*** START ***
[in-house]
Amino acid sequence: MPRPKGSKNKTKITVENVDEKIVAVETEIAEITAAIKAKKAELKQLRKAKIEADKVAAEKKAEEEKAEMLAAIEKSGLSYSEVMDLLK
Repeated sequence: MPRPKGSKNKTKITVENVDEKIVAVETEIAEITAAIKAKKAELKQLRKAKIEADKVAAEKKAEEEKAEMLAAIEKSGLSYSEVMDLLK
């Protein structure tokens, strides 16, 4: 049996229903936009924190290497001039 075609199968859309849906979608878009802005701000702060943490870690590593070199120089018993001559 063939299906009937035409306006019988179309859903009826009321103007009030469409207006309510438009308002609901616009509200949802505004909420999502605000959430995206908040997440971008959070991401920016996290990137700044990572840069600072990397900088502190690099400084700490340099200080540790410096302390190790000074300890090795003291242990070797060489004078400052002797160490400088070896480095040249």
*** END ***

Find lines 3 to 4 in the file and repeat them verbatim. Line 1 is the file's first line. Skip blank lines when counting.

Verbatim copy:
Repeated sequence: MPRPKGSKNKTKITVENVDEKIVAVETEIAEITAAIKAKKAELKQLRKAKIEADKVAAEKKAEEEKAEMLAAIEKSGLSYSEVMDLLK
């Protein structure tokens, strides 16, 4: 049996229903936009924190290497001039 075609199968859309849906979608878009802005701000702060943490870690590593070199120089018993001559 063939299906009937035409306006019988179309859903009826009321103007009030469409207006309510438009308002609901616009509200949802505004909420999502605000959430995206908040997440971008959070991401920016996290990137700044990572840069600072990397900088502190690099400084700490340099200080540790410096302390190790000074300890090795003291242990070797060489004078400052002797160490400088070896480095040249």